This painting is among the early works of Jamini Roy. Trained in European painting styles in the Government School of Bengal, Roy began his career with realistic oil portraits and post-impressionist landscapes. He produced several paintings in this style from 1905 to 1930s, but his later indigenous bent oeuvre overshadows them. One such painting in this style is the portrait of Debendranath Tagore, the father of Rabindranath Tagore (Now missing from Bangiya Sahitya Parishad).
Jamini Roy showcases remarkable talent for line and form in these paintings. Roy’s focus to modernism from realism began with his exploration of the post-impressionists, Cezanne and Van Gogh. The influence is in his short-stroke brushwork and flat(ter) application of paint. This untitled depiction of a flower pot showcases the tussle between his realist education and his departure to modernism.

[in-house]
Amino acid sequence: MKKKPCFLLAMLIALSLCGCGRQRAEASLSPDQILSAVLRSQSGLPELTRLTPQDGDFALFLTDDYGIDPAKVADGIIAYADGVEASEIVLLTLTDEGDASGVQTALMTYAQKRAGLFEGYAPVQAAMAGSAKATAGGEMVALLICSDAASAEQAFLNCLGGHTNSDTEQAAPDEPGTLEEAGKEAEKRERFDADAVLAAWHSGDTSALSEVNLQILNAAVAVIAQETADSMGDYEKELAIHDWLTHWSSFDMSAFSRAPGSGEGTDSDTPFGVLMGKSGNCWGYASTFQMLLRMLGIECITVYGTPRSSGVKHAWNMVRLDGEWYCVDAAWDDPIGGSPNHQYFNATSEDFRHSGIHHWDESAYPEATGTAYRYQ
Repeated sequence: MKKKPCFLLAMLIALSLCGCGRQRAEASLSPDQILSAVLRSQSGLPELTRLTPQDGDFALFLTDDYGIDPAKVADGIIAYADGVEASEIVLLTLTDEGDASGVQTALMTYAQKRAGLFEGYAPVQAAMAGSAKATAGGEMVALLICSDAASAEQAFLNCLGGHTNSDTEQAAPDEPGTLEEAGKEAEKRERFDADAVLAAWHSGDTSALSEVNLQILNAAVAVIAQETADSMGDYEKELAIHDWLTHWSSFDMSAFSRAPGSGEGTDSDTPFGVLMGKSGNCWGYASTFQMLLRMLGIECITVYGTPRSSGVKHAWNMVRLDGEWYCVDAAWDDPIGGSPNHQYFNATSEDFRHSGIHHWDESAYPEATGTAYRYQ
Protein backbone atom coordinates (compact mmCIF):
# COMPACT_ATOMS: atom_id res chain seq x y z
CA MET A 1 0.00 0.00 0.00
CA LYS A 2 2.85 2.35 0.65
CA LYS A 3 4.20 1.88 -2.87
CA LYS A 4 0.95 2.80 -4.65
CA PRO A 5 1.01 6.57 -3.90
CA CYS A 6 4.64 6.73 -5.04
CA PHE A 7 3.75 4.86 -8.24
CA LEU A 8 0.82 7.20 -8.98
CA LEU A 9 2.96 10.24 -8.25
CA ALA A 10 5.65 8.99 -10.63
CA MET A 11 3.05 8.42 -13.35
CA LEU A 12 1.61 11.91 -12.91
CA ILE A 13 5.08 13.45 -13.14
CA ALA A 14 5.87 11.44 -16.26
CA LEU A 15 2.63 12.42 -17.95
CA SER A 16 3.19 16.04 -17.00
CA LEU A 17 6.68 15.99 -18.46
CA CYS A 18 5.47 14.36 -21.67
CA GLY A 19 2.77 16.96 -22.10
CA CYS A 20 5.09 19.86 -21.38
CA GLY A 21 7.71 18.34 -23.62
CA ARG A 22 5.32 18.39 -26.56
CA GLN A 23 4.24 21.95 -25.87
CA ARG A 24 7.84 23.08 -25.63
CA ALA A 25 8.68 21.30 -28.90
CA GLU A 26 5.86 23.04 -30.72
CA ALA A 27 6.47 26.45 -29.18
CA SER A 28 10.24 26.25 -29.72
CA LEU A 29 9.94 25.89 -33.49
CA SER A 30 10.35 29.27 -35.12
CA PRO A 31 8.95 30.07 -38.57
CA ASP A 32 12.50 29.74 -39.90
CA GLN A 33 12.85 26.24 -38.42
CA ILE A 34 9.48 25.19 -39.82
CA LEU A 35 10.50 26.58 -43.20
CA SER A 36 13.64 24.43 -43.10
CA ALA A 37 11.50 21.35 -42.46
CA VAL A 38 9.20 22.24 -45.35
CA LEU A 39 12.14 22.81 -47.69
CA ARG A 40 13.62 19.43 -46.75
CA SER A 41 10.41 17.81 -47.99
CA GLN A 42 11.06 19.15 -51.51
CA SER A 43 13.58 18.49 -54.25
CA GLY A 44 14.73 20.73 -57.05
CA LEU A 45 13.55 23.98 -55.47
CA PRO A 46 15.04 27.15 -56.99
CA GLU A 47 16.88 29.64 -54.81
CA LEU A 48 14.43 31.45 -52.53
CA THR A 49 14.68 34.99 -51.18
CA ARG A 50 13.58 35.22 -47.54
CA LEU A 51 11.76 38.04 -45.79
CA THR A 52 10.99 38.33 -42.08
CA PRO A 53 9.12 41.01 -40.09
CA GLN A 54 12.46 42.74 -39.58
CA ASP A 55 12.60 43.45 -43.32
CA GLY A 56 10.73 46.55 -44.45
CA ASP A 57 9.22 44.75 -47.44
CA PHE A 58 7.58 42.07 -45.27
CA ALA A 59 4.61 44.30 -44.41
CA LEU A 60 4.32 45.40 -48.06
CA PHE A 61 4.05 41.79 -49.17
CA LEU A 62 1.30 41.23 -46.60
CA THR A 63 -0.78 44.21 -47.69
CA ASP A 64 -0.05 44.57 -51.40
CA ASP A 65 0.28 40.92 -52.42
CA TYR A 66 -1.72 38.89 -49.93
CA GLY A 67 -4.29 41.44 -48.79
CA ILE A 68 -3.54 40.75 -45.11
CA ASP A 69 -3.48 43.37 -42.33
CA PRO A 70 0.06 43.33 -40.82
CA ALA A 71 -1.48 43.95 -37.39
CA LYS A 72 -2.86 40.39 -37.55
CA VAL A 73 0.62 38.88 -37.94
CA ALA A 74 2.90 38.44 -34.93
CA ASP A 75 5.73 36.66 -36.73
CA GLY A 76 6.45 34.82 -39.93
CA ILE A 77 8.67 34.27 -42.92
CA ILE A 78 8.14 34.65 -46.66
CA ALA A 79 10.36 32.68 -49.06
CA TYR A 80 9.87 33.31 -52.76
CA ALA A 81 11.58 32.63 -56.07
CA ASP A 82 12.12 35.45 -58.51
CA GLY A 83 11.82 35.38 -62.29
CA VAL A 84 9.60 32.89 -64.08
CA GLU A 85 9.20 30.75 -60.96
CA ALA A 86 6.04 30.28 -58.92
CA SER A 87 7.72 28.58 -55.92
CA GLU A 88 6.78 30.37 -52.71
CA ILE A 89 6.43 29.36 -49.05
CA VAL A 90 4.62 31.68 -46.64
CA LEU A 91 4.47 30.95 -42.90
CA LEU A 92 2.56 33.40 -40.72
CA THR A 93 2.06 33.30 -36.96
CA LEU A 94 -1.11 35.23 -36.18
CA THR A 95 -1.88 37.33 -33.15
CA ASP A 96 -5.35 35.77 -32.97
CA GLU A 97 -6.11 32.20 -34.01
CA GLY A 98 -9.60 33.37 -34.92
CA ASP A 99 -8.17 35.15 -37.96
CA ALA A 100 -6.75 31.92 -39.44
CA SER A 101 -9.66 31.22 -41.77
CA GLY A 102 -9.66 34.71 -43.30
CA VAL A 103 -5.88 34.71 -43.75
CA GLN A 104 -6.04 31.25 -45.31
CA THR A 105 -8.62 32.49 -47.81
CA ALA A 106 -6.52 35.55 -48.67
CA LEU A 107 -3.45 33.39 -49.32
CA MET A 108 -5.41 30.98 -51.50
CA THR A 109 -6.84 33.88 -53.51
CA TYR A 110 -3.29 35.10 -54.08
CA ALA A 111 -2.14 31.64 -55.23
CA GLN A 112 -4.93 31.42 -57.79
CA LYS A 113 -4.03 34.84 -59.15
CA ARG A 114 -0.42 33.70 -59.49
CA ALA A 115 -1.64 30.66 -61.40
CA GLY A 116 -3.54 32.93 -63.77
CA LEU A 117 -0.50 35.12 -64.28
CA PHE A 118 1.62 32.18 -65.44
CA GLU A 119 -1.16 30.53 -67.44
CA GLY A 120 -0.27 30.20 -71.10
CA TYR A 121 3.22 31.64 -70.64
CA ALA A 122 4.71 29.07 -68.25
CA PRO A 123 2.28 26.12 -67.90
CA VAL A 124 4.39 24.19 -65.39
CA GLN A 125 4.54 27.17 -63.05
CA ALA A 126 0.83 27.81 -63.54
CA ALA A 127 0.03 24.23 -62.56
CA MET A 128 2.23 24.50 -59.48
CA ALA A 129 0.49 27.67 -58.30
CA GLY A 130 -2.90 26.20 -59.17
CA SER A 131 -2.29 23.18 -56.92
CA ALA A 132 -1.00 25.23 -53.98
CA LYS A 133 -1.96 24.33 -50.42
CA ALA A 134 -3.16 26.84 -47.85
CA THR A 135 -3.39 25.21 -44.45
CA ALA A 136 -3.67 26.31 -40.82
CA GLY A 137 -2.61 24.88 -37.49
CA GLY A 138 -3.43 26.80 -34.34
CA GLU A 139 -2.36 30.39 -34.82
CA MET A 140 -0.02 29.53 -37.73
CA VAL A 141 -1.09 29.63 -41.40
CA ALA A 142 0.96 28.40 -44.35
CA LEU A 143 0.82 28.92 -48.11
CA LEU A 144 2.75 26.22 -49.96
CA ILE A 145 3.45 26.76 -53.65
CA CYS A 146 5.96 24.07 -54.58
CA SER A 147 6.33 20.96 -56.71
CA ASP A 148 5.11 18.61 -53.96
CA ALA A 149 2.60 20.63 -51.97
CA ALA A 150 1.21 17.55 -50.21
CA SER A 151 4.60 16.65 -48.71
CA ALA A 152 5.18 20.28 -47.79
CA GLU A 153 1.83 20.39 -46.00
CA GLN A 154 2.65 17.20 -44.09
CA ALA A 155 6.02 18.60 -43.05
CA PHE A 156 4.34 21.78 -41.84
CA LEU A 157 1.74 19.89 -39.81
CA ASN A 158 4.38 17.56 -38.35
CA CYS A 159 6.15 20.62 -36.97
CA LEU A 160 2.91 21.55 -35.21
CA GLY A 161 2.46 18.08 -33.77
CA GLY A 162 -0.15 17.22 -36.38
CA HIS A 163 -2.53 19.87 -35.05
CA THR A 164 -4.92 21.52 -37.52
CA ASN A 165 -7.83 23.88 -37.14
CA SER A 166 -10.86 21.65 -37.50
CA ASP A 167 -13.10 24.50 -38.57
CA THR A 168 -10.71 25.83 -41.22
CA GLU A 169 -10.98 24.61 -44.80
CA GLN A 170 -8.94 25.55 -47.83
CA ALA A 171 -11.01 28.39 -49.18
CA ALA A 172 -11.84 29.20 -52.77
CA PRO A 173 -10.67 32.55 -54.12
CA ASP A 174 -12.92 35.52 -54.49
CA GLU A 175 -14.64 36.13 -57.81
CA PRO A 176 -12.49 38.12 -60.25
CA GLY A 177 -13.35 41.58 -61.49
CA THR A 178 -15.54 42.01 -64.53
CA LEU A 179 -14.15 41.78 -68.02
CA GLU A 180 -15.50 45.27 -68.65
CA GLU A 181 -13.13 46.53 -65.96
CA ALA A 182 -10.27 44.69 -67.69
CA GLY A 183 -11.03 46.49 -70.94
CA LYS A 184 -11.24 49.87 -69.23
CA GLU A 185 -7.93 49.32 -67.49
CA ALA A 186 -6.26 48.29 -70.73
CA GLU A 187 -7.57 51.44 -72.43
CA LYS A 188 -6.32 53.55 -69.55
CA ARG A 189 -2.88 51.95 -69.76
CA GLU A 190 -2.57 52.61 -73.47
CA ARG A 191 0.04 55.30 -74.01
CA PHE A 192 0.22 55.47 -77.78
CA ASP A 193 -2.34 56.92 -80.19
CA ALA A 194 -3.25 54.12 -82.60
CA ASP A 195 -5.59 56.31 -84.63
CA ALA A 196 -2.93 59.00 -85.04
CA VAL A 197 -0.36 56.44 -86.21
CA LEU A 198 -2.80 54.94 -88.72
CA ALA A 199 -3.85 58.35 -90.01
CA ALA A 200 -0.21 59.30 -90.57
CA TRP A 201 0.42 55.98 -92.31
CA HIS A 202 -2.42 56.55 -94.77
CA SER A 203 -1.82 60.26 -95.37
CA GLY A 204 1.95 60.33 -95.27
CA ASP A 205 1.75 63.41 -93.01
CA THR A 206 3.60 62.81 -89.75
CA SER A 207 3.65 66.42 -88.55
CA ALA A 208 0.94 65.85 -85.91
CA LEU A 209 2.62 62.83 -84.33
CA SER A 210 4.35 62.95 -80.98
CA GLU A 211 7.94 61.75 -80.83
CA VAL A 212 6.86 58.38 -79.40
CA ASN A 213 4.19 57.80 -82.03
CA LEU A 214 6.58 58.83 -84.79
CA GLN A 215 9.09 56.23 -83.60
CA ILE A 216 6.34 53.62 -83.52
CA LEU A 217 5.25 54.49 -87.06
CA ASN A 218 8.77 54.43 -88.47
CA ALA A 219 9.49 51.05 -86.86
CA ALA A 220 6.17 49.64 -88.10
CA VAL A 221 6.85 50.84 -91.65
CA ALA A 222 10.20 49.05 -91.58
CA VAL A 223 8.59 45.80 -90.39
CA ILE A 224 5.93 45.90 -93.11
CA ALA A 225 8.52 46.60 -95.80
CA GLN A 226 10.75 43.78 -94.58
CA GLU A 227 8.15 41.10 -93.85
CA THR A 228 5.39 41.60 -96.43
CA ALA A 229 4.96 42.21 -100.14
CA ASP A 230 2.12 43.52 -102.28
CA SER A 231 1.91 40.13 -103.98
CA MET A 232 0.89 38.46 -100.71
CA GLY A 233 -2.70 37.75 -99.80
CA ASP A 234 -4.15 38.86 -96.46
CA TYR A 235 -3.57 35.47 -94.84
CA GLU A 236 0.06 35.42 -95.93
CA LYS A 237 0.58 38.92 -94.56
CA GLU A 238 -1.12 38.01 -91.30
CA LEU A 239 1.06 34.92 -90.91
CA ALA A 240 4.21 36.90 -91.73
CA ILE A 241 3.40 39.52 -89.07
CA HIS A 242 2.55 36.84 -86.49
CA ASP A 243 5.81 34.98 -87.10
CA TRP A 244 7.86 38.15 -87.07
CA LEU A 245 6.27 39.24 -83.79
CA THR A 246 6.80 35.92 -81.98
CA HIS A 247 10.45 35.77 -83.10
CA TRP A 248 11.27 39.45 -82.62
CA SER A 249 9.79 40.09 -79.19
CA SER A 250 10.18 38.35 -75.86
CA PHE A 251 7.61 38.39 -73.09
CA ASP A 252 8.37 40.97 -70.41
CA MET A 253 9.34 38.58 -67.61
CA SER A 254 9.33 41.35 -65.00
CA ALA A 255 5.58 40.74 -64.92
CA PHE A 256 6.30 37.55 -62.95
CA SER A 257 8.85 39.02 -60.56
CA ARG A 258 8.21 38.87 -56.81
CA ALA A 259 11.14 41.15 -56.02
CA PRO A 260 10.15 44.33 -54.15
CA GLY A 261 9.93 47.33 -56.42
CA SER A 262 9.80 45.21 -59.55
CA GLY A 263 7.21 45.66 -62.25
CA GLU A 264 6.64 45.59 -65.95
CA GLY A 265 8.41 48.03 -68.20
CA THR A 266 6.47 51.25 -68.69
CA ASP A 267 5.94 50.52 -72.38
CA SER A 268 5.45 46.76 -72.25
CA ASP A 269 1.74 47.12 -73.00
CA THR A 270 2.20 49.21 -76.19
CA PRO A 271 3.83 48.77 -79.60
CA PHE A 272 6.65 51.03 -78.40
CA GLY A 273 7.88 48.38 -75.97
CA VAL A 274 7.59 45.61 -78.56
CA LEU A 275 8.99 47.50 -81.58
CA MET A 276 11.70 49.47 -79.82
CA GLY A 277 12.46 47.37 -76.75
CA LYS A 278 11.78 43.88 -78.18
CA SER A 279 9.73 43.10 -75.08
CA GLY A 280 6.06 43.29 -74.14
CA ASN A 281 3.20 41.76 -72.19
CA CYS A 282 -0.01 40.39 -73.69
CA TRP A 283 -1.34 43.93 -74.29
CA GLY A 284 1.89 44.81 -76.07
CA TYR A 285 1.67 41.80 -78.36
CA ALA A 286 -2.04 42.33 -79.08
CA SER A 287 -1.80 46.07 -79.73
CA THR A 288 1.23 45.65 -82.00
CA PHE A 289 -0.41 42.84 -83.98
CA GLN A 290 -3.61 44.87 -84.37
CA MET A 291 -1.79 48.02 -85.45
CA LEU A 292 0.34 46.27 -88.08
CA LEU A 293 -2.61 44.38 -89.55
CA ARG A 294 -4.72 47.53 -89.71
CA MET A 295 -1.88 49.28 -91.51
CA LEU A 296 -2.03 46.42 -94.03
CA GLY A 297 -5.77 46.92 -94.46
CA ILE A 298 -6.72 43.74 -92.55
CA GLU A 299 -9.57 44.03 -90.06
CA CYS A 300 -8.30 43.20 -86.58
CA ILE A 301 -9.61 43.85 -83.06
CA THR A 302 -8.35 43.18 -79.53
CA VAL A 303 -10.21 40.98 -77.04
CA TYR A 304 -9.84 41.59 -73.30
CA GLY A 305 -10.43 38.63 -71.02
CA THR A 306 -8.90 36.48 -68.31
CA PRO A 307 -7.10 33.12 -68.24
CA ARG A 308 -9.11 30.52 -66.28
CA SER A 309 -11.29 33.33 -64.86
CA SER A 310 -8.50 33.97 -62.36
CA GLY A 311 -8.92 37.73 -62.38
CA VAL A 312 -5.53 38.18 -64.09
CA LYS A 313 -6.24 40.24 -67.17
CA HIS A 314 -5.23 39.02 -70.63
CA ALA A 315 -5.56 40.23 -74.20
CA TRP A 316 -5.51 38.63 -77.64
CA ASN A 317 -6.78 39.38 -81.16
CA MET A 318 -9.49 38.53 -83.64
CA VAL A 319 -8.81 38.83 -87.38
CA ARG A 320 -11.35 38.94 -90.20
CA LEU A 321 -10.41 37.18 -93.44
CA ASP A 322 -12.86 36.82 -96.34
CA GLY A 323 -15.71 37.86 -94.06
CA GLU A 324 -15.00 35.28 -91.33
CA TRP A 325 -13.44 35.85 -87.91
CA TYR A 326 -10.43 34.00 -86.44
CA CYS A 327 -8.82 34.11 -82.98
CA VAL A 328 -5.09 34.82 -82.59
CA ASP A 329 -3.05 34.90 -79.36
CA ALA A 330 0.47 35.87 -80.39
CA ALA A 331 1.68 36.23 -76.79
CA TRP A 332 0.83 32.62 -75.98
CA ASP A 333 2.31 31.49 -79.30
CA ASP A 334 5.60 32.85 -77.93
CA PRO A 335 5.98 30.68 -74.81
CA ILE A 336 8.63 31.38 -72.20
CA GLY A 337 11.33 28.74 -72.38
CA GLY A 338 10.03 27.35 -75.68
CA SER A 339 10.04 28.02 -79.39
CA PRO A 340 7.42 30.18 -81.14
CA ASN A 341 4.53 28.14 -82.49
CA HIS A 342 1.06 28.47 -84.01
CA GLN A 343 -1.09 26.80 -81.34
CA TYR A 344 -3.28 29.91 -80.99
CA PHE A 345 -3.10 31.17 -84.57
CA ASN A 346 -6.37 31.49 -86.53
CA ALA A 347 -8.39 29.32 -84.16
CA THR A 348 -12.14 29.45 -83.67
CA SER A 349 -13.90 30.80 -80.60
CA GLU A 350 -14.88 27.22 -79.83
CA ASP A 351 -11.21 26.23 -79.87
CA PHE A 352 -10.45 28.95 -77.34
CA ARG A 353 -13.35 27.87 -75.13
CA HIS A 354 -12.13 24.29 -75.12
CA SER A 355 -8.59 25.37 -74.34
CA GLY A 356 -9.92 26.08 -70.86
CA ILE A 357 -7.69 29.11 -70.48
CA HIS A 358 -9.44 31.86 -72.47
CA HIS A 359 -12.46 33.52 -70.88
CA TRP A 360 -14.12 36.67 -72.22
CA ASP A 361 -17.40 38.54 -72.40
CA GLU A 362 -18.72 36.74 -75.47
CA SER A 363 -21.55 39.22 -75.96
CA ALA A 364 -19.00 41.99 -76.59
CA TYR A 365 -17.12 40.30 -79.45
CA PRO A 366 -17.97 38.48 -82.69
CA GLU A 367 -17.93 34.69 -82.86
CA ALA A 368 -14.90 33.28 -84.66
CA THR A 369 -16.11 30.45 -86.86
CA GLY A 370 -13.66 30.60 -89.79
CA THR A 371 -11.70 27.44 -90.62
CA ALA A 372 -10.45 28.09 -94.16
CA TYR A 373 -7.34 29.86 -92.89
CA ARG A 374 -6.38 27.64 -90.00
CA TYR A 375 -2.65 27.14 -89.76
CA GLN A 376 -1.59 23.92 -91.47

Here, Roy was able to draw on the western post-impressionists’ strong chromatism and flat patches of colour but was unable to completely shed the representational forms of the table and the flowers. The composition of the background is in dark brown and bluish colours and uses plain colouring method, which is in contrast to the bright yellows and reds of the flowers. Jamini Roy would eventually move away from Western traditions/ modernism to find his voice in indigenous paintings and motifs. He would let go of all representational forms and move towards symbolism in both form and colour. And this would become the much known and cherished signature of Jamini Roy’s Popular art.
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TitleUntitled (A Flower pot)
MediumOil paint on cardboard
DimensionsH: 55.7cm x W: 48cm
Genre: Modern & Contemporary Art